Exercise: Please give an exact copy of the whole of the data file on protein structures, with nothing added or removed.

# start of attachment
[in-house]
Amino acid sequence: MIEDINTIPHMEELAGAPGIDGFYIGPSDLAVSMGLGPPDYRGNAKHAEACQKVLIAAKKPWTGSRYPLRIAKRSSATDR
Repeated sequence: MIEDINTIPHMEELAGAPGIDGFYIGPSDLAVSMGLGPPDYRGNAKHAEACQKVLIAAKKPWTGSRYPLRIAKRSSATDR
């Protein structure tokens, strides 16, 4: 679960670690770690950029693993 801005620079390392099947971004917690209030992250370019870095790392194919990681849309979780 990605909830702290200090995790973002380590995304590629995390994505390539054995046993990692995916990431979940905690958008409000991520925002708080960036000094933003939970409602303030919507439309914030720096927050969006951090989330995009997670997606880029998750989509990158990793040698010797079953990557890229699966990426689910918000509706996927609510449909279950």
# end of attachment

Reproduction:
[in-house]
Amino acid sequence: MIEDINTIPHMEELAGAPGIDGFYIGPSDLAVSMGLGPPDYRGNAKHAEACQKVLIAAKKPWTGSRYPLRIAKRSSATDR
Repeated sequence: MIEDINTIPHMEELAGAPGIDGFYIGPSDLAVSMGLGPPDYRGNAKHAEACQKVLIAAKKPWTGSRYPLRIAKRSSATDR
């Protein structure tokens, strides 16, 4: 679960670690770690950029693993 801005620079390392099947971004917690209030992250370019870095790392194919990681849309979780 990605909830702290200090995790973002380590995304590629995390994505390539054995046993990692995916990431979940905690958008409000991520925002708080960036000094933003939970409602303030919507439309914030720096927050969006951090989330995009997670997606880029998750989509990158990793040698010797079953990557890229699966990426689910918000509706996927609510449909279950």